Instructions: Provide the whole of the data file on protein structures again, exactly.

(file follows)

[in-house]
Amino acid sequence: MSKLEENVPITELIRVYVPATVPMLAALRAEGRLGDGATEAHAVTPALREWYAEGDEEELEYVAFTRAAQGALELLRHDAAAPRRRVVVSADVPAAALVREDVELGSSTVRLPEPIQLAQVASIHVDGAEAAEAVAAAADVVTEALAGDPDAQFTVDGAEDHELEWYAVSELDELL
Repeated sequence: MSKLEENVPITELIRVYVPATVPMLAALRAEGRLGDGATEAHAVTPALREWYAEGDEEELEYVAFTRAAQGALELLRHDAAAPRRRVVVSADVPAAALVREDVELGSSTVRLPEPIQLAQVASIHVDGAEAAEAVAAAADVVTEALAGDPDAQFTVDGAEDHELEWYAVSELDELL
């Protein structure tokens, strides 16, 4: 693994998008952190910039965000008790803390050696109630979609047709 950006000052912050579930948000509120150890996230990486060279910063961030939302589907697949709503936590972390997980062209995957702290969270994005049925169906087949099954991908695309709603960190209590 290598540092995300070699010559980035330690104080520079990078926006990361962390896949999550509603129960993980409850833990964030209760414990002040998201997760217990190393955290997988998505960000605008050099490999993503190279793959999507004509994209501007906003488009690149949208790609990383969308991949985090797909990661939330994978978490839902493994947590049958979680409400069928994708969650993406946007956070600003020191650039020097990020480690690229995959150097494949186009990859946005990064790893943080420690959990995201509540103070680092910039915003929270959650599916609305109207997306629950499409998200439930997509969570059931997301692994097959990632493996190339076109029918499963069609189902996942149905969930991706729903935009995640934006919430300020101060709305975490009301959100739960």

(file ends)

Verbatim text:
[in-house]
Amino acid sequence: MSKLEENVPITELIRVYVPATVPMLAALRAEGRLGDGATEAHAVTPALREWYAEGDEEELEYVAFTRAAQGALELLRHDAAAPRRRVVVSADVPAAALVREDVELGSSTVRLPEPIQLAQVASIHVDGAEAAEAVAAAADVVTEALAGDPDAQFTVDGAEDHELEWYAVSELDELL
Repeated sequence: MSKLEENVPITELIRVYVPATVPMLAALRAEGRLGDGATEAHAVTPALREWYAEGDEEELEYVAFTRAAQGALELLRHDAAAPRRRVVVSADVPAAALVREDVELGSSTVRLPEPIQLAQVASIHVDGAEAAEAVAAAADVVTEALAGDPDAQFTVDGAEDHELEWYAVSELDELL
């Protein structure tokens, strides 16, 4: 693994998008952190910039965000008790803390050696109630979609047709 950006000052912050579930948000509120150890996230990486060279910063961030939302589907697949709503936590972390997980062209995957702290969270994005049925169906087949099954991908695309709603960190209590 290598540092995300070699010559980035330690104080520079990078926006990361962390896949999550509603129960993980409850833990964030209760414990002040998201997760217990190393955290997988998505960000605008050099490999993503190279793959999507004509994209501007906003488009690149949208790609990383969308991949985090797909990661939330994978978490839902493994947590049958979680409400069928994708969650993406946007956070600003020191650039020097990020480690690229995959150097494949186009990859946005990064790893943080420690959990995201509540103070680092910039915003929270959650599916609305109207997306629950499409998200439930997509969570059931997301692994097959990632493996190339076109029918499963069609189902996942149905969930991706729903935009995640934006919430300020101060709305975490009301959100739960």